April 20th, 2004

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Five years later...

As I sat up last night testing and debugging postprocessing scripts for Phlink, midnight passed. I noticed the date showing up in my log messages became "April 20". Five years since the Columbine shootings.

Every student that was there that day is long gone, transferred out or graduated. Some of the faculty has left, and all of the administration except for the principal, Frank DeAngelis, who credits staying as what's kept him sane.

"People ask me all the time when will that magical day occur in which Columbine will return to normal?" he said on ABC. "I don't think we'll ever return to normal."

Really, "normal" has a new meaning for them, and has for five years. "Normal" now includes any lingering effects and memories of that day. Usually, when people ask about a "return to normal", they really mean a return to the way things were before some event. Once people die, or perhaps are even gravely injured, you can't go back to that. These are things that cannot be undone.

Nationally, I think things have settled down. There have been unrevoked changes to school administrations--everyone else has a new "normal" too. Judging from what I see in the papers and what little I see locally, it's mostly better, but a significant piece of the change is for the worse. The witch-hunts against goths, geeks, and other outcast groups have mostly died down. The schools seem to care a bit more, they seem more likely to pull a "troubled" or "at risk" kid aside for questioning and counseling, but only up until the point they break a rule.

Expulsion-required zero-intelligence policies are the standard. Even if you're defending yourself, even if you forgot to take something out of your backpack after the weekend's Boy Scout camping trip, you are reduced to filth and you are cast out permanently. Schools are proud and utterly remorseless of their actions. The illusion of safety and security is paramount to school boards and administrators, and the lives that they ruin are worthless.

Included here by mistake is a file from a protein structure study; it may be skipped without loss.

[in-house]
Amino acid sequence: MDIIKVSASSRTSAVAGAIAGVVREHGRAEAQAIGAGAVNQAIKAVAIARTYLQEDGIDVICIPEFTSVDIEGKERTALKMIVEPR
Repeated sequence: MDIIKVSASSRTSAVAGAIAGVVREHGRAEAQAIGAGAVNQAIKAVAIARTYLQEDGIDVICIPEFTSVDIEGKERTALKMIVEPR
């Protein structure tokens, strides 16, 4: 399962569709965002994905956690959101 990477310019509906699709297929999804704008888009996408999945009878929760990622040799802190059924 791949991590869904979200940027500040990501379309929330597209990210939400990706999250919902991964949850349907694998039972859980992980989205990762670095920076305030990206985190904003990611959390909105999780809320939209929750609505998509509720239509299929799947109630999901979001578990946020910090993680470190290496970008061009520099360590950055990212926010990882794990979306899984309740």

Four years later, we're better than we were. But looking back the full five years, I'm happy I left childhood long before.
  • Current Music
    Filter - Hey Man Nice Shot
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A friendly reminder

For those of you who believe that premarital sex is wrong, understand this: if your spouse is truly all they're hyped up to be, do you think you owe that person anything less than a bone-shatteringly stunning wedding night?

Practice makes perfect.

Courtesy of Srini
  • Current Music
    Paul Lekakis-Boom Boom (Let's Go Back...)
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A pleasant change

The school board elected not to expel the eleven lacrosse players at Glenbrook South. It's not what I expected. I'll still be skeptical of them, but with this decision, maybe there's some hope for those people yet. Former board member Art Wulf's comments in the public session of Sunday's meeting are telling:

"What you're establishing here is a very dangerous precedent. You started this last year with the situation of the Powder Puffs up north," said Art Wulf, a former School Board member from Northbrook. "You've intruded into the households, the homes of people, the basements of people. The next thing probably is the bedroom of people."

That was exactly my fear last May, that the board would try to stick its nose into every aspect of students' lives. What busybody's whim would become the next suspendable offense? It's a little reassuring to know I'm not the only one with a clue, and the opinion of at least one of the rest carries weight with the people in charge.
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Yeah, yeah, I'm procrastinating

And I don't actually have deadlines...

Disney is releasing season 1 of "Boy Meets World" on DVD in August. I caught onto this ABC Friday night staple late in its life. It was very sweet, but pretty smart and well-written. Lighter fare than "The Wonder Years", but it had deeper moments that were surprising to see in that timeslot.

I don't know if I'm buying it, probably not, but I'm glad to see it released.